A Lesson Learned From the Boston Marathon Tragedy

By Marian Hinton
Greg M. Cooper: USA TODAY Sports

As a parent, I often struggle with whether or not to discuss tragic events with my seven-year-old son; yet often times, no matter how much I try to protect him from news I know would frighten him and make him question mankind, he inevitably ends up hearing it from other sources.

When I first heard the terrible news out of Boston yesterday, that a terrorist or terrorists planted bombs across the finish line at the Boston Marathon killing three and injuring more than a hundred others, my first reaction was anger and an ever-increasing loss of faith in humankind. How do you explain such evilness to an innocent young child?

After watching hours and hours of news coverage and witnessing people risk their lives for complete strangers, it hit me: this isn’t a story about the terrorists; it’s a story about the heroes.

It’s the story of Carlos Arredondo, the man in the cowboy hat who risked his own life to tend to a man who lost his leg in the blast.

It’s the story of the runners who crossed the finish line and continued on towards the area hospital so that they could donate blood. So many volunteered to donate that they ended up turning them away.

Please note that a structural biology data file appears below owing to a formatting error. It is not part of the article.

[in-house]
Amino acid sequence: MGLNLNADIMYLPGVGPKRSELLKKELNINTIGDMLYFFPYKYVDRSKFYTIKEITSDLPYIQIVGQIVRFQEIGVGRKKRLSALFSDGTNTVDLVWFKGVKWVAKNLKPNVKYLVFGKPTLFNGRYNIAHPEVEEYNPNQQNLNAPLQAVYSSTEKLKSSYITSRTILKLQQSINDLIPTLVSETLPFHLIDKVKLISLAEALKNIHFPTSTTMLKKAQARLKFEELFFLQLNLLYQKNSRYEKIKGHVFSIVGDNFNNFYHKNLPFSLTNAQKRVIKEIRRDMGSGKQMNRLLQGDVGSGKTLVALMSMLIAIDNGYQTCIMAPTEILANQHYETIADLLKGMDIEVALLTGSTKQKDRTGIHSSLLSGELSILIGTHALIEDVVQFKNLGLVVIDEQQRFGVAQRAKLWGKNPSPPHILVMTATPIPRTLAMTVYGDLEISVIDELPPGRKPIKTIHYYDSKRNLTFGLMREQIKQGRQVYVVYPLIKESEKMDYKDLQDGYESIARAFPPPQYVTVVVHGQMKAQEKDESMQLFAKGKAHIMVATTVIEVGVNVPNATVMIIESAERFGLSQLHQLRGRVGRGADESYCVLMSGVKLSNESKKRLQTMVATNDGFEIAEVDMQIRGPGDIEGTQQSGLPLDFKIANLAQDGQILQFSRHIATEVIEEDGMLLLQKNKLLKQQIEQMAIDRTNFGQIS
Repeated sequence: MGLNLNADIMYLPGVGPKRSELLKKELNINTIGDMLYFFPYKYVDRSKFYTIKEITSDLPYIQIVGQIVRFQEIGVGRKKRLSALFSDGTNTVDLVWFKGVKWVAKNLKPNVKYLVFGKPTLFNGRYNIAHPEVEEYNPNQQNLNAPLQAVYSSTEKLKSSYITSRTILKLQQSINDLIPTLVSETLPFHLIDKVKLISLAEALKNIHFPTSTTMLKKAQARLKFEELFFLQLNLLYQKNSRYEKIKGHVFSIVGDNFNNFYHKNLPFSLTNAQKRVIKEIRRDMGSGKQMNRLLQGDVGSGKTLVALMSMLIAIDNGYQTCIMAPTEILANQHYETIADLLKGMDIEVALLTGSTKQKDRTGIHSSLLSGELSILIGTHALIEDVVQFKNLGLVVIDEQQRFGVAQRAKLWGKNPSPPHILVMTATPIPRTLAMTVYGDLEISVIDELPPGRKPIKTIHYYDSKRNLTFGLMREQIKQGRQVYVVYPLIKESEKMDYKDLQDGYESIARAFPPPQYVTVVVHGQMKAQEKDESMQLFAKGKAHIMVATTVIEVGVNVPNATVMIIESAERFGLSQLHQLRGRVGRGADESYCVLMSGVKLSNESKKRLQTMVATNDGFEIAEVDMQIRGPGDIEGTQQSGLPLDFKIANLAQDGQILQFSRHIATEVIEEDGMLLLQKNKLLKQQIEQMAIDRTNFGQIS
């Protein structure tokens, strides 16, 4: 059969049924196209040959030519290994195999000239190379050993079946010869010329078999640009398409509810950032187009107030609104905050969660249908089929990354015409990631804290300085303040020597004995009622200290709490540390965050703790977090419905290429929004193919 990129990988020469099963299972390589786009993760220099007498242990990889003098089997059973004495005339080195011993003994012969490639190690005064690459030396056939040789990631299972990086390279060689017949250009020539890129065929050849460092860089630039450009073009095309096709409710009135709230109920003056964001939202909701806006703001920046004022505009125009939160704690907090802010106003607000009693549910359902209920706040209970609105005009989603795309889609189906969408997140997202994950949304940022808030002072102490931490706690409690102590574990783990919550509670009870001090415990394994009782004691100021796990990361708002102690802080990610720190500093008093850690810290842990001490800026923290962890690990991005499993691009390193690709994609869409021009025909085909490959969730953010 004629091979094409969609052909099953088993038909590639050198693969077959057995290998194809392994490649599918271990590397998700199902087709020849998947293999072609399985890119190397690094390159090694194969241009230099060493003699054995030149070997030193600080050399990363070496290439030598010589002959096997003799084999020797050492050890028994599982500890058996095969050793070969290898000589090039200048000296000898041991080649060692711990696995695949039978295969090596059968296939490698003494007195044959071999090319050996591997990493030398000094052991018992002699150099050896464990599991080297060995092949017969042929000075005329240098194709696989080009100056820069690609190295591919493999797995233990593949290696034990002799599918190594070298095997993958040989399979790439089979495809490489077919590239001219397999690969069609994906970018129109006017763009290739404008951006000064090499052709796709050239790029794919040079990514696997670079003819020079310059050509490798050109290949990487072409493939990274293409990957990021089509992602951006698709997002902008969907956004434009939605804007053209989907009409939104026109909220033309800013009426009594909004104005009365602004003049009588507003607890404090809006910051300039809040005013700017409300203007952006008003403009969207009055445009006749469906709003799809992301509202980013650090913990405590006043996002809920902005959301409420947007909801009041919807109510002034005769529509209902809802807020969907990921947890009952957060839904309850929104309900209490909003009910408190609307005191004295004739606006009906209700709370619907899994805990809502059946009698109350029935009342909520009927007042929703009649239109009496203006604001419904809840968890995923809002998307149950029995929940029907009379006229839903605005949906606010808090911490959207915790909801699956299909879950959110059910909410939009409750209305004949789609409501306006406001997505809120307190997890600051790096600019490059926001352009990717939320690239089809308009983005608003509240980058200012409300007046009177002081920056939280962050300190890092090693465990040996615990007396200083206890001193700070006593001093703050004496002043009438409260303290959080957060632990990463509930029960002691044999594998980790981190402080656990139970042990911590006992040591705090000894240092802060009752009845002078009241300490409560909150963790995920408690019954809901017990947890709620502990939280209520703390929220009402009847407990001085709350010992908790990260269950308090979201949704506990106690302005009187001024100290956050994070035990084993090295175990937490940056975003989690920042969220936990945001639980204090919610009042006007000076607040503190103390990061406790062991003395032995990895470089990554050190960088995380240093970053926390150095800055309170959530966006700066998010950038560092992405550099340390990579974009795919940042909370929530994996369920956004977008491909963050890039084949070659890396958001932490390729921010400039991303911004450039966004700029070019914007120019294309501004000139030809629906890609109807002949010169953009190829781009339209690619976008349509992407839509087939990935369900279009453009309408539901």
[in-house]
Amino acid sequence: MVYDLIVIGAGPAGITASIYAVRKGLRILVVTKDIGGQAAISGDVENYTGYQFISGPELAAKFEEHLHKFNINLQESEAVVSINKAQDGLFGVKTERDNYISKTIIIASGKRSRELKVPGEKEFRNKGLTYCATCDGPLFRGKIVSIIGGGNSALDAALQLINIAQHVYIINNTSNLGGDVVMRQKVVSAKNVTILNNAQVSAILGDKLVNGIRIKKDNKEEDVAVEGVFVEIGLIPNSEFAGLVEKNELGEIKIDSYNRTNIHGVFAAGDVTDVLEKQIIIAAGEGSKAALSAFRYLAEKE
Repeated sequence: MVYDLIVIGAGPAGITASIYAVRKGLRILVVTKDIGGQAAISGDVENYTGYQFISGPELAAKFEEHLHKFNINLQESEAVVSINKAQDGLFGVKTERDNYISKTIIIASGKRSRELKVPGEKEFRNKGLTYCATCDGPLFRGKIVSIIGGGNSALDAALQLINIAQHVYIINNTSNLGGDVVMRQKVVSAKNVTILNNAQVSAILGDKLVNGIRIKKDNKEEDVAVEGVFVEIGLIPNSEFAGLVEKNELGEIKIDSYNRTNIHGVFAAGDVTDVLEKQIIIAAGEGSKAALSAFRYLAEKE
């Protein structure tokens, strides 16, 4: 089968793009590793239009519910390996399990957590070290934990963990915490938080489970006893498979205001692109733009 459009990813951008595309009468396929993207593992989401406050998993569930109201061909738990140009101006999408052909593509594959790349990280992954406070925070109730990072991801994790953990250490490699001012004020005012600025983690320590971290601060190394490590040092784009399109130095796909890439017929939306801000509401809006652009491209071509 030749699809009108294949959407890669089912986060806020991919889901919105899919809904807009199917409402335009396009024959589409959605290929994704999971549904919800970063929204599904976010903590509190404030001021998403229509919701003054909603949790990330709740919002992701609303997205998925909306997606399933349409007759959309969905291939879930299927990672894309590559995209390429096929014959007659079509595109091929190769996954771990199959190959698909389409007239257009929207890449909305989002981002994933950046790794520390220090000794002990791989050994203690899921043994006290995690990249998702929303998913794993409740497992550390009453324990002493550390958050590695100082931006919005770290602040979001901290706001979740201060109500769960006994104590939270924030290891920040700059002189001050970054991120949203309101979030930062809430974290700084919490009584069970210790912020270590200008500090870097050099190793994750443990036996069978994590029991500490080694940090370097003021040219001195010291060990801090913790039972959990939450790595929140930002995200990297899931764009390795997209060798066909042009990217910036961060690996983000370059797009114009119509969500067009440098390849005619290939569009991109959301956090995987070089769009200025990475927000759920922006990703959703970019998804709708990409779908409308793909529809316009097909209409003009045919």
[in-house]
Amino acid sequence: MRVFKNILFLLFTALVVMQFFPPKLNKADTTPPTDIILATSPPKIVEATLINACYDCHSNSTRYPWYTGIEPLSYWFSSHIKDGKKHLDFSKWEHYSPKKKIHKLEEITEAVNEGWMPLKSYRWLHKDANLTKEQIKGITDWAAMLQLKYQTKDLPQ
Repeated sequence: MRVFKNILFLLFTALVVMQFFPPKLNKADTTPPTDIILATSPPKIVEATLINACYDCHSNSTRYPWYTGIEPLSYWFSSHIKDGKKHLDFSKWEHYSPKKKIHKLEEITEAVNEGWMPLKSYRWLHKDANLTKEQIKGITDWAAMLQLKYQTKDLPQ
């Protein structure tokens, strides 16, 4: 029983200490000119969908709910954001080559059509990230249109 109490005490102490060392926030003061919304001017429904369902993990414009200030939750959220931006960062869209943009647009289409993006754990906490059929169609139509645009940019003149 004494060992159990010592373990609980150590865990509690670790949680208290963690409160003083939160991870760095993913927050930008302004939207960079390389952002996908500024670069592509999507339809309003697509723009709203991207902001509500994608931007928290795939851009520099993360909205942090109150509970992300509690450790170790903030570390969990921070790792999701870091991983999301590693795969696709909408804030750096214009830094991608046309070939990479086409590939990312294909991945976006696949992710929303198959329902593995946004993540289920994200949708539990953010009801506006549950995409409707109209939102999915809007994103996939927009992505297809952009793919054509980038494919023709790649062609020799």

It’s the story of Joe Andruzzi, a three-time Super Bowl champion for the New England Patriots, who carried victims away from the aftermath.

It’s the stories of the first responders whose first instinct was to, rather than run away from the explosion for their own safety, run towards it to help the victims who could not save themselves.

These are the stories I will tell my son. I cannot hide from him the fact that evil exists in some men no matter how hard I try. I can, however, teach him the heroic stories of those who are inherently good–how in this world, despite the fact that evil does exist, good people will always outnumber the evil.

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